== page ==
Kendrick Wilson is a political science junior. He can be reached at

Firing - and hiring - our gridiron guide

Jason Poreda

No story was talked about as passionately or as much this semester as the firing of head football coach John Mackovic and his replacement, Mike Stoops of the University of Oklahoma.

I will be the first to admit that it seems ironic to call the football team the biggest story of the semester after what has been a very forgettable season, but it was how incredibly bad they were that made the story so important. We Wildcats are very passionate about a great many things, but our sports teams are put on a pedestal of their own.

With the amount of money wrapped up in this issue in salaries, TV deals and ticket sales, everyone from the diehard fan to the student who has to ask what a first down is has an opinion about how to improve our team. Because of this attention, when one of our teams turns into a bottom-of-the-barrel scrub squad that can't find the end zone with a flashlight and map, it becomes the biggest story in Tucson. "How could this happen to our team?" we all asked in bewilderment. Well, this time the answer was the coach. We sent Mac packing and re-named the road to success Stoops Ave.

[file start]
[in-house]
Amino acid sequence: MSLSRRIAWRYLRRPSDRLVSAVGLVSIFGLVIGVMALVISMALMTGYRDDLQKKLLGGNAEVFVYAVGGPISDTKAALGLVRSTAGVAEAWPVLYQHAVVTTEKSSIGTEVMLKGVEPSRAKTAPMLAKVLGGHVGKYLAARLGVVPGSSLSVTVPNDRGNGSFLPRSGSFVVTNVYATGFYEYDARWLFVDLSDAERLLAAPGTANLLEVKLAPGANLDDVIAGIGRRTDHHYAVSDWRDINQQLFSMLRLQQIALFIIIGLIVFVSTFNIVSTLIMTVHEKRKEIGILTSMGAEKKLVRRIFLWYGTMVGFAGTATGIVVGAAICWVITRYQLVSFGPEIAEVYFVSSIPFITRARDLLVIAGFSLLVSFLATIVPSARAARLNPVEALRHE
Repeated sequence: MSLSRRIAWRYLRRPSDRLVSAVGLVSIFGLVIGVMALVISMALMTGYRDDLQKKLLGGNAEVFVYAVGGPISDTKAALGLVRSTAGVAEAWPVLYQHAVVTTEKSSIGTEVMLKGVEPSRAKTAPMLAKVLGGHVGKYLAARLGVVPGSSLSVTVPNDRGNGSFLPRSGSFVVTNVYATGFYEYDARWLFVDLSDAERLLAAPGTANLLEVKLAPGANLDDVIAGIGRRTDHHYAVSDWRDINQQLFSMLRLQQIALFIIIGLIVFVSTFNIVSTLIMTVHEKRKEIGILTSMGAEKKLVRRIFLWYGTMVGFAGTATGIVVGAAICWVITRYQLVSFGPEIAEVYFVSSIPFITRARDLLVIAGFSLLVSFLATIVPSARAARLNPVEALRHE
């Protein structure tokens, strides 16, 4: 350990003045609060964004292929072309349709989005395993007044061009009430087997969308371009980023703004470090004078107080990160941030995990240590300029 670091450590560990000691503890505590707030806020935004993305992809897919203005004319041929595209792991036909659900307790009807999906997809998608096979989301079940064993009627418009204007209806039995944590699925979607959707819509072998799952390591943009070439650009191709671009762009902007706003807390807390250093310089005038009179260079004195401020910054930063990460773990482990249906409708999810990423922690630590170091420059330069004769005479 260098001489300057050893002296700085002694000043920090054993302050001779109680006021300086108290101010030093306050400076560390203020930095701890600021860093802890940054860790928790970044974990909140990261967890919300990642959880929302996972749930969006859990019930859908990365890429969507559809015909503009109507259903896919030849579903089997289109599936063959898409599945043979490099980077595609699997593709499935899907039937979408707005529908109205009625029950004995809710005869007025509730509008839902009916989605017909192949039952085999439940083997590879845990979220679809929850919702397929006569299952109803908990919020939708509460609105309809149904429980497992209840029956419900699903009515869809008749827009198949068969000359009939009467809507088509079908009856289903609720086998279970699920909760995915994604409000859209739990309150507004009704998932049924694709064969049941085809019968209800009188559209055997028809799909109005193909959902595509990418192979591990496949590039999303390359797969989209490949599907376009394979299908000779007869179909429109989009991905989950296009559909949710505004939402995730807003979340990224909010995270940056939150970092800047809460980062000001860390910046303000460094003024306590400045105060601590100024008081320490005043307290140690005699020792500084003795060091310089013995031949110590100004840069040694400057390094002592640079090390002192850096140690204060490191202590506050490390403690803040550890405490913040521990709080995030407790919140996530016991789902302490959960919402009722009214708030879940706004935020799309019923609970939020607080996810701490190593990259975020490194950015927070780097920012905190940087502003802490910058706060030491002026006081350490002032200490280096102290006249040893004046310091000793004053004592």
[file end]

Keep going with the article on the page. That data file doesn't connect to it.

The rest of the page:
When we look back at this semester years from now, we will know it as the season Stoops arrived and either saved us or destroyed what little we had.

Jason Poreda is a communication and political science senior. He can be reached at

Isn't there a war going on somewhere?

Jessica Lee